This One Thing I Know – My Redeemer Lives

A sermon idea based on Job 19:23-27a.

Job 19:23-27a NRSV

[23] “O that my words were written down! O that they were inscribed in a book! [24] O that with an iron pen and with lead they were engraved on a rock forever! [25] For I know that my Redeemer lives, and that at the last he will stand upon the earth; [26] and after my skin has been thus destroyed, then in my flesh I shall see God, [27] whom I shall see on my side, and my eyes shall behold, and not another.”


The relevant topic I would be addressing, based on this text…

Life leaves us with far more questions than answers, but there is tremendous power in deciding to believe in and declaring our trust in a living, redeeming God.


Information about the text that matters to the message, a potential outline, key truths to share, etc.

Job must be one of the most misunderstood books in the whole Bible (outside of The Revelation of John, of course). There are several reasons for this. It’s ancient. It’s anonymous. It’s poetic, rather than a historical narrative. It contains inspired words that were rebuffed by God. And the biggest reason it’s misunderstood is because of all the preconceived notions we import into it.

One of the most concise and helpful synopses I’ve found of Job comes from the Bible project…

And knowing what we do know about Job helps us to interpret the familiar passage we find in chapter 19, especially the phrase, “I know that my Redeemer lives.”

(Also, if you haven’t heard it in a while, listen to Nicole C. Mullen’s song based on this verse.)

While there is a lot we don’t know about the book of Job, it’s pretty easy to see that it was given to us to help us navigate suffering while trying to hang onto a correct understanding of God, of ourselves, and of the world around us.

The introductory portion of Job reminds me of the beginning line in so many movie trailers…

In a world where…

Job was written for people navigating life in a world where suffering is a reality and there are few clear answers about why. If I were narrating the trailer for a movie based on the book of Job, It might begin with…

In a world where everything is falling apart… where good people suffer and evil people thrive… where God seems hard to find… and where reasons for our pain are few and far between comes the story of one man who tried to figure it all out…

We still live in that world. A thousand little kingdoms have risen and fallen since the book of Job was written, but we still live in a world where it’s impossible to explain the existence of a good God amidst such pain and suffering.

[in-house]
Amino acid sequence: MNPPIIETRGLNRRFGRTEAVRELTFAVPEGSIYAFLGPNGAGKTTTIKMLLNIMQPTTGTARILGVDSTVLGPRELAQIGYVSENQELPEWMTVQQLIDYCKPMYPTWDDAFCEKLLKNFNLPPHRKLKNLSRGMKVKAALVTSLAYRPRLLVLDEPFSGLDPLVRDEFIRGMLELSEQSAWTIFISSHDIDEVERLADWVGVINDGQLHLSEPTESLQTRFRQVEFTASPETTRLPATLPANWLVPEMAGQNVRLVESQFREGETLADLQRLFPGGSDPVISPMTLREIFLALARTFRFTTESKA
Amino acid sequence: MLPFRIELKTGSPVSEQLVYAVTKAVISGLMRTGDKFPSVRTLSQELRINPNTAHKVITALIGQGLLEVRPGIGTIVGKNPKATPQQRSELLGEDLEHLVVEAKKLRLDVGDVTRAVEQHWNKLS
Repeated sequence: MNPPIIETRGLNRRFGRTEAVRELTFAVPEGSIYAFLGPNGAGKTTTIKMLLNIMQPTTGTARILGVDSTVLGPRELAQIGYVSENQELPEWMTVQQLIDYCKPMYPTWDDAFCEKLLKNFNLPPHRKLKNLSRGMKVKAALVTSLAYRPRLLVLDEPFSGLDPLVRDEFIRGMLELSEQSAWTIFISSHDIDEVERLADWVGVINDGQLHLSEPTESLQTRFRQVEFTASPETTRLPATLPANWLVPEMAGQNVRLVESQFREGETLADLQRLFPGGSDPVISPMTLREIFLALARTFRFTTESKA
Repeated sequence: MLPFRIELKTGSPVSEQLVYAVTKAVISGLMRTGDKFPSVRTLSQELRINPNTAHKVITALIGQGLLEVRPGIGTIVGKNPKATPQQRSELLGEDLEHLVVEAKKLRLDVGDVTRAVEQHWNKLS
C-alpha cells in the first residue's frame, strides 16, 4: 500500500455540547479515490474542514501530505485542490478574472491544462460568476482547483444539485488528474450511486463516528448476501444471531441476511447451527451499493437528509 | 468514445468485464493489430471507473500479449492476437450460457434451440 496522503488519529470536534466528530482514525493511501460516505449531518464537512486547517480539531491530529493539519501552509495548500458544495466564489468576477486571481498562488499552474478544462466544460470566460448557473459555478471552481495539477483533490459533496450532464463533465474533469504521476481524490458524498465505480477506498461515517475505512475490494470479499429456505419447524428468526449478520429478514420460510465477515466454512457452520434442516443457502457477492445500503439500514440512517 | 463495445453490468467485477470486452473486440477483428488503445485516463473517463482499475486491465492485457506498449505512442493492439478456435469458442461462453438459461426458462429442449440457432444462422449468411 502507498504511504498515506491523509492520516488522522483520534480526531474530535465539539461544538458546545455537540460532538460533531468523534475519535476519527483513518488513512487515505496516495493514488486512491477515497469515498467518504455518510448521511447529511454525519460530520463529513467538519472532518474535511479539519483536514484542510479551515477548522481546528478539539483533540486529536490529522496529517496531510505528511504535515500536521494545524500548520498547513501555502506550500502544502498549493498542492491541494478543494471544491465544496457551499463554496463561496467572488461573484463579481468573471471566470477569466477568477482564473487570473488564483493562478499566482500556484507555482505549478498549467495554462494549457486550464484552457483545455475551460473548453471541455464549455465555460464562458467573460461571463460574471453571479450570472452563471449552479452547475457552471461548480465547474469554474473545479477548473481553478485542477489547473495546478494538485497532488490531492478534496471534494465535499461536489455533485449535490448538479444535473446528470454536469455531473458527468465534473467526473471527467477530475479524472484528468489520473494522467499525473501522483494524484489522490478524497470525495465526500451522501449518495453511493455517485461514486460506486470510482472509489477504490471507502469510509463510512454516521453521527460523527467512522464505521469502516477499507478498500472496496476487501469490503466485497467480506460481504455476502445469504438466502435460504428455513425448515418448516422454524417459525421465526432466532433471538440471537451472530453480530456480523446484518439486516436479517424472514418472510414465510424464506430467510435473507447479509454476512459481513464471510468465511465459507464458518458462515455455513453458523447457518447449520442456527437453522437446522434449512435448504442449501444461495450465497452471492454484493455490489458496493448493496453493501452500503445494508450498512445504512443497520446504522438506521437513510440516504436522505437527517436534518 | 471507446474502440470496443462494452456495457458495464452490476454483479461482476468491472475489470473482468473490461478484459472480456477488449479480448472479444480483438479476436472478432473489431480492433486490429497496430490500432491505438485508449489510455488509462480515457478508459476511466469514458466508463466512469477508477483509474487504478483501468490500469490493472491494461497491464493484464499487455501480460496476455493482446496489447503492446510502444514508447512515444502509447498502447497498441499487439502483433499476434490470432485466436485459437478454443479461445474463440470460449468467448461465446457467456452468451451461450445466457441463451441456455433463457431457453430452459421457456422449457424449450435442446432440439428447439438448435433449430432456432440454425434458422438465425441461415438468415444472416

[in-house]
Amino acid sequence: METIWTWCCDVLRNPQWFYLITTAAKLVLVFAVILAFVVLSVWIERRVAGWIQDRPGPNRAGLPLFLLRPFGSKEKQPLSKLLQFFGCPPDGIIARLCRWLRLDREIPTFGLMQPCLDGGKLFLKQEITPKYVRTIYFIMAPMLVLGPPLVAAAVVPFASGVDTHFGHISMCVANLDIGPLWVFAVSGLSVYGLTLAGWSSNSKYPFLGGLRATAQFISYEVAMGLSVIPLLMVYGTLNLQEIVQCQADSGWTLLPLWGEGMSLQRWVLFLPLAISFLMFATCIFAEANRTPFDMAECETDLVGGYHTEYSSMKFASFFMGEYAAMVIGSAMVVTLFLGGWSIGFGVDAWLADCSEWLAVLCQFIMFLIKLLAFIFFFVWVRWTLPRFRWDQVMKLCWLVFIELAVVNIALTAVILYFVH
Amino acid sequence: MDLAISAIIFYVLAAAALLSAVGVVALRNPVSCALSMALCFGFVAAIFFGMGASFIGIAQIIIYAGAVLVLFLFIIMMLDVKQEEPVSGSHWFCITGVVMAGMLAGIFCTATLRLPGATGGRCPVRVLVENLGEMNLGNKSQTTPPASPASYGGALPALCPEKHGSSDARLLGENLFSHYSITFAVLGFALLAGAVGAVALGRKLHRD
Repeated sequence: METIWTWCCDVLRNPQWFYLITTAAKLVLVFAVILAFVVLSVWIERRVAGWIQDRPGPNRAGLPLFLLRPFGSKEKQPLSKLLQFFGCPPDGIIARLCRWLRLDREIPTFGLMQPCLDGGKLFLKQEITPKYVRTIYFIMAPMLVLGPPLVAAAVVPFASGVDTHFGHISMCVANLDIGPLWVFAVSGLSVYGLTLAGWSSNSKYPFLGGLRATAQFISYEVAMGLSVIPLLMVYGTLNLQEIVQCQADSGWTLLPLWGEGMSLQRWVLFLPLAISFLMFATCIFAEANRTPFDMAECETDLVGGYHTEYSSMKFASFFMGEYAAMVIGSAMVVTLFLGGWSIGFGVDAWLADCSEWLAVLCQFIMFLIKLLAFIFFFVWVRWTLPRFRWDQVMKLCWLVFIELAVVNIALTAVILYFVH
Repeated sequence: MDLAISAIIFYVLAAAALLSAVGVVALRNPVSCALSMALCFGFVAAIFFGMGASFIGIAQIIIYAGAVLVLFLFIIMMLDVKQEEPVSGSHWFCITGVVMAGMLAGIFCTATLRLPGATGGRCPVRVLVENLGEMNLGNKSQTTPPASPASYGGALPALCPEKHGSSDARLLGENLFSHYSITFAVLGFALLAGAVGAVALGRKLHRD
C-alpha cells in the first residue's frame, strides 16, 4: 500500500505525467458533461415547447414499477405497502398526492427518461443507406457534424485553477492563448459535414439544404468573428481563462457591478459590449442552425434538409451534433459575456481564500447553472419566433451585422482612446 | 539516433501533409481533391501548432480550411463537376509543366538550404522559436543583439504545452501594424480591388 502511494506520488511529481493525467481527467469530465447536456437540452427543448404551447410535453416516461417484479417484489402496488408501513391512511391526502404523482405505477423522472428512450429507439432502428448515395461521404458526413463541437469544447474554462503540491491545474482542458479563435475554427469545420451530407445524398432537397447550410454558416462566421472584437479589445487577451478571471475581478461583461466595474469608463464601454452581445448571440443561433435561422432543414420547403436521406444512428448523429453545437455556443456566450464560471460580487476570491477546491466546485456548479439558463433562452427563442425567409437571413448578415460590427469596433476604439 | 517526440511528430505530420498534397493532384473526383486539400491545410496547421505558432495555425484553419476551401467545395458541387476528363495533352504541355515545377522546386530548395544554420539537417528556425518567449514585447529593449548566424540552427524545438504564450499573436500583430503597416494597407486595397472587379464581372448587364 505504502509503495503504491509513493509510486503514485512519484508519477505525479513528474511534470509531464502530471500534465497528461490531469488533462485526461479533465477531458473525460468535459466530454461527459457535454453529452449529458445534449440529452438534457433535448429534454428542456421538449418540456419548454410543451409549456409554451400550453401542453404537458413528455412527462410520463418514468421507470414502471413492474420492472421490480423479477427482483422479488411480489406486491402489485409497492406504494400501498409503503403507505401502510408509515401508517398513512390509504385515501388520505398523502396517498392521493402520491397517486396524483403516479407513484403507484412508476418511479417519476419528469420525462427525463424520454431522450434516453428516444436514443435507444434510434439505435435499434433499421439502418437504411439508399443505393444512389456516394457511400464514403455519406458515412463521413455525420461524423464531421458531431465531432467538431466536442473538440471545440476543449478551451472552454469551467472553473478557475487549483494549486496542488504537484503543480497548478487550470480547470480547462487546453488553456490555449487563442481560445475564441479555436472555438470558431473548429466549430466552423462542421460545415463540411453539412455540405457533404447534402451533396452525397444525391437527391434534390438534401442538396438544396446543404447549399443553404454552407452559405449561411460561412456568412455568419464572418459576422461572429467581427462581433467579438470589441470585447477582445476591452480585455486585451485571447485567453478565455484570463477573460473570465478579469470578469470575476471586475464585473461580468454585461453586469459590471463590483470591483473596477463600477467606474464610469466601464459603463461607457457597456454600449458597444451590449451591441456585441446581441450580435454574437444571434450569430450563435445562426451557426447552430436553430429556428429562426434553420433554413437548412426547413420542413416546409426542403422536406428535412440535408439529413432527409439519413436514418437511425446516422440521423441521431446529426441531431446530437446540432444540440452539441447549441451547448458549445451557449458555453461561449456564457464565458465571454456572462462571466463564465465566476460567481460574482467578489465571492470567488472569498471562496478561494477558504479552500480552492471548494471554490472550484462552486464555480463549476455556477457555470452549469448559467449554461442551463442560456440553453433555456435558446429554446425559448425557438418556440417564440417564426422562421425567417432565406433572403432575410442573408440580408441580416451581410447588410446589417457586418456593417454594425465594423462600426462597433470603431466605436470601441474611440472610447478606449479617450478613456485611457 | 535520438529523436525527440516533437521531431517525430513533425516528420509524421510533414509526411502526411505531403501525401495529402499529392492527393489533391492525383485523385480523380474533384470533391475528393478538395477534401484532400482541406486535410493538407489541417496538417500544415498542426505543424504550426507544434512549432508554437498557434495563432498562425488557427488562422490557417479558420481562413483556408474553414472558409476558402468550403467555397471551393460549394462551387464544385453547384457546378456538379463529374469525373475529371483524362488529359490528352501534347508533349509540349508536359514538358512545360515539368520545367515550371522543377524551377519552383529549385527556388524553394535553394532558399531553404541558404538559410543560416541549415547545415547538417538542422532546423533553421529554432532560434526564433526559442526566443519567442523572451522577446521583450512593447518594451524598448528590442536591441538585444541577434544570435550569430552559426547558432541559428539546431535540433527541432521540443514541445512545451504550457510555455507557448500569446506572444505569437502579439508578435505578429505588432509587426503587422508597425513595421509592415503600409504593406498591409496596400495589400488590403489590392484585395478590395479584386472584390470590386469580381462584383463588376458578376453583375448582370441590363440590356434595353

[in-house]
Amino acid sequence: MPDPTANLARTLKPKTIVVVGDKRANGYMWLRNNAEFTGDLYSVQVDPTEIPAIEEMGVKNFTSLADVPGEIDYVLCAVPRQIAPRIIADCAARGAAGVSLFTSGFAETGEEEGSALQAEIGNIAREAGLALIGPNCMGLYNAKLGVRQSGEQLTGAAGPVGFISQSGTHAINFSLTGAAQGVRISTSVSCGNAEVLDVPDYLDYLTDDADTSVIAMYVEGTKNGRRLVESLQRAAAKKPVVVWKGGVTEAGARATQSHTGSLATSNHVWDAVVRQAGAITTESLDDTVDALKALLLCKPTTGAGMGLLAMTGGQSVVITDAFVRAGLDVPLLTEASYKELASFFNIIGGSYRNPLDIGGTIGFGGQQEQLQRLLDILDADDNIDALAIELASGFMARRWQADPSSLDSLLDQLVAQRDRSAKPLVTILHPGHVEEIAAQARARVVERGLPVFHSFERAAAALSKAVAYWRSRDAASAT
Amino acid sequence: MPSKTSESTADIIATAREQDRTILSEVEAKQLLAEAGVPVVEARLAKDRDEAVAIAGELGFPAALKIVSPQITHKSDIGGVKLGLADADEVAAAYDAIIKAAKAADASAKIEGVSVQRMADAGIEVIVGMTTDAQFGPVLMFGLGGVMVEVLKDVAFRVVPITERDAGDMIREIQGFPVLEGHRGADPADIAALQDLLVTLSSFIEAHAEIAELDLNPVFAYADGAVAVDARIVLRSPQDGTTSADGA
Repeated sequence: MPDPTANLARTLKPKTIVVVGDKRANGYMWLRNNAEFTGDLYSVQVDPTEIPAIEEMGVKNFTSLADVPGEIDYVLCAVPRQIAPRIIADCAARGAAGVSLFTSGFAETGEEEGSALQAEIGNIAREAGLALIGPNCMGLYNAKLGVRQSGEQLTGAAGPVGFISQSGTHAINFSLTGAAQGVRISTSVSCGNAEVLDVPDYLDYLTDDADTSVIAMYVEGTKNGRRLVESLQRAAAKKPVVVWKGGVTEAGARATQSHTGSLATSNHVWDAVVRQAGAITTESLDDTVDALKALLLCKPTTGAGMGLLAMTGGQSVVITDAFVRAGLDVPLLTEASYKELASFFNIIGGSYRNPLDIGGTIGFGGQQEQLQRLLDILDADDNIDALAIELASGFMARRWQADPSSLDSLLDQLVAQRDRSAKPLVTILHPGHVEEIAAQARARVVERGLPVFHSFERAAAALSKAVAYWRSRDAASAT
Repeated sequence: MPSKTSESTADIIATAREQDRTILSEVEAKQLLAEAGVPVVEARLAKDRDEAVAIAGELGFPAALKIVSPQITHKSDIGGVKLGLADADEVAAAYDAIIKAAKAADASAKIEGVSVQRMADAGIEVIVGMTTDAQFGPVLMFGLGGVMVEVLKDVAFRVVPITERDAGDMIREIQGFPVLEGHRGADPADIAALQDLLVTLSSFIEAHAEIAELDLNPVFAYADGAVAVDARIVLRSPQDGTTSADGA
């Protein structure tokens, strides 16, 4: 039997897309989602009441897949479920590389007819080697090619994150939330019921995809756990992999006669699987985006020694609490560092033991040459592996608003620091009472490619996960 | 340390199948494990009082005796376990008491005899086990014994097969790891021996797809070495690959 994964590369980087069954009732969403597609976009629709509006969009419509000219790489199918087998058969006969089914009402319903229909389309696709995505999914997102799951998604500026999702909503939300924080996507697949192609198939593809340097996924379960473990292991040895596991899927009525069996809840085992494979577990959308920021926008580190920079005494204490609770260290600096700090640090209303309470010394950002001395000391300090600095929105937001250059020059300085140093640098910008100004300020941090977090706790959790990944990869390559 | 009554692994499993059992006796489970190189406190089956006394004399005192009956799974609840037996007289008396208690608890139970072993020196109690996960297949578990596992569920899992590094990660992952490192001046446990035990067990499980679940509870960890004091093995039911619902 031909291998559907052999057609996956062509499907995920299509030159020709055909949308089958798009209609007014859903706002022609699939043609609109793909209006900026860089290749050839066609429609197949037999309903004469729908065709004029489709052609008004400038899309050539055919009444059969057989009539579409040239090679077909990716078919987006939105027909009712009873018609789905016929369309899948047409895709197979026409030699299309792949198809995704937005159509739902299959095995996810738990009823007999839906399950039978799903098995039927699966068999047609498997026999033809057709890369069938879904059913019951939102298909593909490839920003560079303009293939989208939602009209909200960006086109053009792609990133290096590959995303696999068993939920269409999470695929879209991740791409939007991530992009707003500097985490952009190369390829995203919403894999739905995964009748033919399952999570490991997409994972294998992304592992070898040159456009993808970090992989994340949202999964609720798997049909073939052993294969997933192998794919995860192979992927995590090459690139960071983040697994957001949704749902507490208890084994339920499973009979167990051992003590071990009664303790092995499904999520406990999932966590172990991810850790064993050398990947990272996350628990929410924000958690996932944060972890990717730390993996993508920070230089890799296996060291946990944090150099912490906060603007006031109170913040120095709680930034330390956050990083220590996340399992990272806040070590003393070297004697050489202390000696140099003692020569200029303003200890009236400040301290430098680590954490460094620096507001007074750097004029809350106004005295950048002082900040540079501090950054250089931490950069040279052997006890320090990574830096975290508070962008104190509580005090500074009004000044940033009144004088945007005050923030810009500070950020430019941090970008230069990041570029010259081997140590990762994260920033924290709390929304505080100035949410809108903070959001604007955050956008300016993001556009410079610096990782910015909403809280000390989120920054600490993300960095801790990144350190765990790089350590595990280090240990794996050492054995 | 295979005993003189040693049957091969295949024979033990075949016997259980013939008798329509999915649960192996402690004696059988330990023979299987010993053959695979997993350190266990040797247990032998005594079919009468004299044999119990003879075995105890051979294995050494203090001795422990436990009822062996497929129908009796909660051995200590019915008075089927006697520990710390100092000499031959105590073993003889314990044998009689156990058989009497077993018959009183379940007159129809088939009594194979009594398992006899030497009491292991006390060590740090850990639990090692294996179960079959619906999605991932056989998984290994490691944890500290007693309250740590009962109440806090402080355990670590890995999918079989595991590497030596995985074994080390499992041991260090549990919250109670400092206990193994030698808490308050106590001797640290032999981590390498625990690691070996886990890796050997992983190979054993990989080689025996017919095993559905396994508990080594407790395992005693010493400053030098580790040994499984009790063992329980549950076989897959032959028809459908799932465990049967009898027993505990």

Far more questions are raised by Job than answers, and his friends weren’t ultimately very helpful either when it came to explaining the ways of God in the words of mankind.

But here, in these few verses, Job offers a single declaration that makes all the difference for living and suffering in a world like ours.

I know that my Redeemer lives.

Why do people suffer? I’m not entirely sure and most of my thoughts about it merely scratch the surface. Why does God allow pain? I don’t know for sure. But I do know this… my Redeemer lives.

I know that the one who has both the means and the mission of restoring and renewing all that is broken about our world, including my very own soul, is alive and at work.

And that mindset makes all the difference in my life. It keeps me grounded. It keeps me from spinning out of control in a flurry of self-destructive activity. It keeps me from losing hope on my worst days.

Personally, I’ve spent the last couple of years letting go of my dependence on certainty for security. I don’t have to know all the answers. But I have made a personal decision to believe that God is real, that he is my Redeemer, and that he has a plan for the redemption of lost humanity that is unveiled in the story of Jesus.

And knowing this makes all the difference in whether I’m going to last through tough times or not.

I can’t always say, “it’s going to work out,” or “it’s all going to be okay,” when it comes to our circumstances. I can’t always promise the pain will make sense. But I can know that the story ends with redemption. I know I’m going to see my Redeemer.


The big call-to-action in the message…

If you’ve struggled with your faith lately because it seems like you just can’t be certain about what you used to take for granted, that’s okay. Let go of the need to know everything for sure. Realize, instead, that you get to choose, by faith, to believe the very best about God – that he is a living and redeeming God who can be trusted for all eternity.


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About the Cover Art: Repin, Ilʹi︠a︡ Efimovich, 1844-1930. Job and His Friends, from Art in the Christian Tradition, a project of the Vanderbilt Divinity Library, Nashville, TN.

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